Jeff Saut: Lose Cash!
Given the strong seasonality, the surging liquidity, and the clearly accommodative Federal Reserve, the upside has to be favored.
"Poor Grenville runs a fund, one of a group of funds, and he is in charge of $100 mln or so.
...I asked Charley why Grenville was suddenly Poor Grenville.
'Poor Grenville,' said Charley, 'has gotten caught with $25 mln in cash. It's a disaster. How would you like to have $25 mln in cash with the Buy Signals you've just seen? Come to lunch. Poor Grenville has to lose his cash, right away.' I know it sounds a little funny that having $25 mln in cash is a disaster. It sounds just as funny to me as the phrase 'lose cash.' When it isn't your cash in the first place and all you are doing is taking the cash – somebody else's – and buying stocks with it. But professional money managers love to say, 'We lost five mln in cash this afternoon,' meaning they bought stocks with it. I guess it sounds professional.
...As to why Poor Grenville's $25 mln in cash was a major disaster, that is more comprehensible. Grenville should have all $100 mln fully invested if the market is coming off the floor; his fund is 'performance-oriented,' trying for big capital gains. If Poor Grenville has $25 mln in cash he guessed dead wrong at the bottom of the market, and in one career you don't get too many chances like that. Poor Grenville had gotten himself all ready for a big drop in October and now in January the market turned around and ran away without him. He has to make it up in a hurry."
- The Money Game, by Adam Smith
Can you imagine all the "Poor Grenvilles" out there desperately trying to "lose cash" as the DJIA broke out to a new all-time high last week? To be sure, worried about the summer stock-slide the Grenvilles raised cash into those mid-August lows expecting stocks to sag further during the dreaded fall months. Much to their chagrin the Herculean efforts of the central banks, combined with some "Beltway rhetoric," bottomed the equity markets on August 16. Since then the "consensus call" has become that we had the typical dreaded September/October stock market action back in July/August and the equity markets are now poised to travel higher into year-end. Given the strong seasonality, the surging liquidity, and the clearly accommodative Federal Reserve, the upside has to be favored. How aggressively it should be favored is another matter.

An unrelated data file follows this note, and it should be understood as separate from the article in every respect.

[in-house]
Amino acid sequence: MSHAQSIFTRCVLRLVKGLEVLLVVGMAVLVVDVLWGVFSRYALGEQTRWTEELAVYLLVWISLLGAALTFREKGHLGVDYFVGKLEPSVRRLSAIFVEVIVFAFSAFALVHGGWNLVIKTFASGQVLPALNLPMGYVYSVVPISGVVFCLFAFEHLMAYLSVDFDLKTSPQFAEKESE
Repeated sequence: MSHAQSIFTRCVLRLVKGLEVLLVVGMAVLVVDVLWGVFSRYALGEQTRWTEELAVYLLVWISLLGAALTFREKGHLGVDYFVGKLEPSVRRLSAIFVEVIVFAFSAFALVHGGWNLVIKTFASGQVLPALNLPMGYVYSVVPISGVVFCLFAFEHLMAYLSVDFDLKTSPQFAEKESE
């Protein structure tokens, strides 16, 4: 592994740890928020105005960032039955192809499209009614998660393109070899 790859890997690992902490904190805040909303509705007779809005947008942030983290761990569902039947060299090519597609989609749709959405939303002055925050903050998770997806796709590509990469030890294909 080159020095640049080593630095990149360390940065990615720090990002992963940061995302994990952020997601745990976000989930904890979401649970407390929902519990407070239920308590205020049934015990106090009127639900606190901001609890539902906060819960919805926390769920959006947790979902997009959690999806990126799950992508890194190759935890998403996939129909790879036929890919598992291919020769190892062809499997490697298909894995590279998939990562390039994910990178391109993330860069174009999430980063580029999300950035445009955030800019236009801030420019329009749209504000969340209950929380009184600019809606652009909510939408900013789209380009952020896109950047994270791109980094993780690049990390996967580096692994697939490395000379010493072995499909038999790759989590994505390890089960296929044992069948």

Indeed, for weeks I have chided investors that the time to be aggressively bullish was back in mid-August, not following a 1500-point upside "sprint" by the DJIA. I have cited numerous finger-to-wallet ratios that currently suggest a more cautious approach. Said indicators include: despite new all-time highs in many of the marquee indices, the Lowry's Buying Power indicator remains near a six-month low; many of the advance/decline indicators are not confirming the rally; the inability of indexes like the Russell 2000 (RUT), a small-cap proxy, to rally to new highs, likewise confirming the faltering breadth; the Volatility Index's (VIX) decline from a fearful 37.50 reading at the August lows to its now "no fear" level; the reemergence of risk-seekers as confirmed by my Risk Appetite chart and the now 60.2% bullish reading from the Investors Intelligence sentiment survey, which is its highest since December 2005; and the list goes on.
When taken in concert with other random gleanings, I am again cautious on the various U.S. equity markets. I doubt the subprime issues, and concurrently the pricing of opaque debt instruments, are behind us.
To this point, in Friday's Wall Street Journal there was an excellent article titled "U.S. Investors Face an Age of Murky Pricing." The article speaks to the staggering amount of opaque securities that do not get priced (marked-to-market) based on any readily available market price, but rather a mark-to-model based on what the algorithms of various computer models say they are worth. No wonder Moody's downgraded a slug of subprime mortgage-backed securities last week! The article goes on to explain the pricing of various tranches of these securities as Level Two and Level Three, with Level Three securities being the murkiest of pricings. Interestingly, Goldman Sachs (GS) stated that the size of its Level Three assets, those that trade so infrequently that there is virtually no reliable market prices for them, amounted to $72.05 bln, or 7% of total assets, at the end of its fiscal third quarter.